Designed as project ADO15 (Austin Drawing Office project number 15), the Mini came about because of a fuel shortage caused by the 1956 Suez Crisis. Petrol was once again rationed in the UK, sales of large cars slumped, the market for German bubble cars boomed. Leonard Lord, the somewhat autocratic head of BMC, reportedly detested these cars so much that he vowed to rid the streets of them and design a ‘proper miniature car’. He laid down some basic design requirements: the car should be contained within a box that measured 10 × 4 × 4 ft (3 × 1.2 × 1.2 m); and the passenger accommodation should occupy 6 ft (1.8 m) of the 10 ft (3 m) length; and the engine, for reasons of cost, should be an existing unit. Issigonis, who had been working for Alvis, had been recruited back to BMC in 1955 and, with his skills in designing small cars, was a natural for the task. The team that designed the Mini was remarkably small: as well as Issigonis, there was Jack
Daniels (who had worked with him on the Morris Minor), Chris Kingham (who had been with him at Alvis), two engineering students and four draughtsmen. Together, by October 1957, they had designed and built the original prototype, which was affectionately named “The Orange Box” because of its colour.
The ADO15 used a conventional BMC A-Series four-cylinder water-cooled engine, but departed from tradition by mounting it transversely, with the engine-oil-lubricated, four-speed transmission in the sump, and by employing front-wheel drive. Almost all small front-wheel-drive cars developed since have used a similar configuration, except with the transmission usually separately enclosed rather than using the engine oil. The radiator was mounted at the left side of the car so that the engine-mounted fan could be retained, but with reversed pitch so that it blew air into the natural low pressure area under the front wing. This location saved precious vehicle length, but had the disadvantage of feeding the radiator with air that had been heated by passing over the engine. It also exposed the entire ignition system to the direct ingress of rainwater through the grille.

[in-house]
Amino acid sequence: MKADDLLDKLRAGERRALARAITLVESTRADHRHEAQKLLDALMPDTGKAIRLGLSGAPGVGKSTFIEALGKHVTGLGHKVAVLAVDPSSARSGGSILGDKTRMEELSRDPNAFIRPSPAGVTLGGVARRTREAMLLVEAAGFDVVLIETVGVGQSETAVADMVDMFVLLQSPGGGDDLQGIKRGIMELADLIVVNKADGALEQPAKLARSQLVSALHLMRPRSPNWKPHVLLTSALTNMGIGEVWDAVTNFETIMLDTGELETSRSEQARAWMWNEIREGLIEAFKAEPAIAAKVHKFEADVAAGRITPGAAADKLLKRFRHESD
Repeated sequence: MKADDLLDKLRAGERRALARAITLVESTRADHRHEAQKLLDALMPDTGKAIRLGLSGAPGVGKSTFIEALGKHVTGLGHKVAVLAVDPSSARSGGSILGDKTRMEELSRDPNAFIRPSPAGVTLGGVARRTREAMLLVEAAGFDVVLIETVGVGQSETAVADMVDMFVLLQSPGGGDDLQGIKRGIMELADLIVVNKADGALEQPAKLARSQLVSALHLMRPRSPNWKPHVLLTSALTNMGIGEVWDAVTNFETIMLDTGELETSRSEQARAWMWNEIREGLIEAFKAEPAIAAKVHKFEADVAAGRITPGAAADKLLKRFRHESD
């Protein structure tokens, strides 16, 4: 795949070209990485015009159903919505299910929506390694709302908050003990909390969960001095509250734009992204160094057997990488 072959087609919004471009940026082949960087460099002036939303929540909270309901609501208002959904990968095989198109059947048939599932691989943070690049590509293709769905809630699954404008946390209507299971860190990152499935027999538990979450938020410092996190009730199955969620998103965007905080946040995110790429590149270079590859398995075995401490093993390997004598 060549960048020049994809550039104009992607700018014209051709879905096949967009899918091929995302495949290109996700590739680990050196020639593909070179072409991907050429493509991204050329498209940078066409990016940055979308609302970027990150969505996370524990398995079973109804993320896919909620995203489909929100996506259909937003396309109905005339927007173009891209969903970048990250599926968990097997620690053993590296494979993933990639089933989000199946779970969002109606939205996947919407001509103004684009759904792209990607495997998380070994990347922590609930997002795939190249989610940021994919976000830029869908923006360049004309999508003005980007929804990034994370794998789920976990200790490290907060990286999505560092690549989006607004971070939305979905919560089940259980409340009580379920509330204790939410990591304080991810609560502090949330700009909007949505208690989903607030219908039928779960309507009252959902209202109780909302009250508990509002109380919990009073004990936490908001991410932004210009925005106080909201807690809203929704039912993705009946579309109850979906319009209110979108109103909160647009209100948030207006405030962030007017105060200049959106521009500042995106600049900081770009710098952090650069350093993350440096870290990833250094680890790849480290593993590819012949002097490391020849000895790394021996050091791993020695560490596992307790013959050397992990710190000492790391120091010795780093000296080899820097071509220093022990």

1959 Morris Mini-Minor interior
The suspension system, designed by Issigonis’s friend Dr. Alex Moulton at Moulton Developments Limited, used compact rubber cones instead of conventional springs. This ingenious space-saving design also featured rising progressive-rate springing of the cones, and provided some natural damping, in addition to the normal dampers. Built into the subframes, the rubber cone system gave a raw and bumpy ride which was accentuated by the woven-webbing seats, but the rigidity of the rubber cones, together with the wheels being pushed out to the corners of the car, gave the Mini go kart-like handling that would become famous.
Initially an interconnected fluid system was planned – similar to the one that Alec Issigonis and Alex Moulton were working on in the mid-1950s at Alvis. They had assessed the mechanically interconnected Citroën 2CV suspension at that time (according to an interview by Moulton with CAR magazine in the late 1990s), which inspired the design of the Hydrolastic suspension system for the Mini and Morris/Austin 1100, to try to keep the benefits of the 2CV system (ride comfort, body levelling, keeping the roadwheel under good control and the tyre in contact with the road), but with added roll stiffness that the 2CV was very much lacking. The short development time of the car meant this was not ready in time for the Mini’s launch.